With the support of the largest international hotel operator Accor Orient Express agreed with the architect Maxime d'Angac about a new, important historical mission: to revive the legend by rethinking the Nostalgie-Istanbul-Orient-Express decor. In 2024, just in time for the Paris Olympics, the carriages, designed in collaboration with the best French craftsmen, will rediscover the delights of the Orient Express.
A modern interpretation of luxury and exceptional comfort — the main thing in the design concept of 17 original Orient Express carriages from the 1920s and 1930s, decorated with exceptional decor. This train, known in the past as the Nostalgie-Istanbul-Orient-Express, was launched in the early 1980s by the Swiss tour operator and businessman Albert Glatt and ran between Zurich and Istanbul. Called Extrême-Orient-Express, the train made the longest journey in history between Paris and Tokyo before suddenly disappearing.
In 2015, Arthur Mettetal, a researcher specializing in industrial history, conducted a worldwide inventory of the Orient Express. In the course of his research, he found that the famous carriages, including the interiors, were surprisingly well preserved. After two years of negotiations, Nostalgie-Istanbul-Orient-Express was sold to Orient Express. Composition of 17 wagons — 12 sleeping cars, 1 restaurant, 3 lounges and 1 auxiliary car — returned to France.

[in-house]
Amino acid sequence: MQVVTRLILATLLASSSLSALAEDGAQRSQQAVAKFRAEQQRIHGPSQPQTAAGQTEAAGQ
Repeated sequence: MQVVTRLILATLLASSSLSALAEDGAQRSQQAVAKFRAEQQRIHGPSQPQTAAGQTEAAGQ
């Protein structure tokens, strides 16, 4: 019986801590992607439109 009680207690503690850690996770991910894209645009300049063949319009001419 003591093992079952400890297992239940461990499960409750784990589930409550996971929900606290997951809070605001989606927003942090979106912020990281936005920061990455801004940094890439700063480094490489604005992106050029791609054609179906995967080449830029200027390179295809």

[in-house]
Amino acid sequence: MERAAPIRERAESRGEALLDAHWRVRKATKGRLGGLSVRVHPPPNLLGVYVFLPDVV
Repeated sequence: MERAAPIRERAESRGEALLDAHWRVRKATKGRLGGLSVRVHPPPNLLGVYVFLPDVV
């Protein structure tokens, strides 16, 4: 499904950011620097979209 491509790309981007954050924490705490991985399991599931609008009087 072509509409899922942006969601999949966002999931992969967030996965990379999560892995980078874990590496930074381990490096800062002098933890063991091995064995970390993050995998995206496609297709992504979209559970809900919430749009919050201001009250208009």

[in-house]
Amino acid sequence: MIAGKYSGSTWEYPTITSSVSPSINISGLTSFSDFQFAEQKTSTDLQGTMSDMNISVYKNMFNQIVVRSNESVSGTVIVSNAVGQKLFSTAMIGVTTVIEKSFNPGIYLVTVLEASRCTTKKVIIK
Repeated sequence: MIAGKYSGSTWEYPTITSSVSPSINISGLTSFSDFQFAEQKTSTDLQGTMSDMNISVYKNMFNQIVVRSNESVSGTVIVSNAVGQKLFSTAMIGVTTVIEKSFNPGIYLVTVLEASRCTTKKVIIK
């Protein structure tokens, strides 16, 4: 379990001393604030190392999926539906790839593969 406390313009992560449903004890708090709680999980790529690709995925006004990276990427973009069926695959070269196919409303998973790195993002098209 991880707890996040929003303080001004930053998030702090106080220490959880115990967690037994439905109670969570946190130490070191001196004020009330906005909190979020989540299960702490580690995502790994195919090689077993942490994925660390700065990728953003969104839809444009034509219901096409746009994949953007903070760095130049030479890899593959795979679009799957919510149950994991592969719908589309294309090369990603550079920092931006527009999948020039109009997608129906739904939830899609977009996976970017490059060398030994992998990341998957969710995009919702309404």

Architect Maxime d'Angac noted: “The revival of the Orient Express” — it is, above all, a technological challenge, despite the fact that the entire project was conceived as a work of art. From Orient Express branded nuts and bolts to innovative — careful attention to detail will allow travelers to rediscover its splendor. It will be an incomparable train journey, embodied in a modern vision of comfort and exceptional luxury.”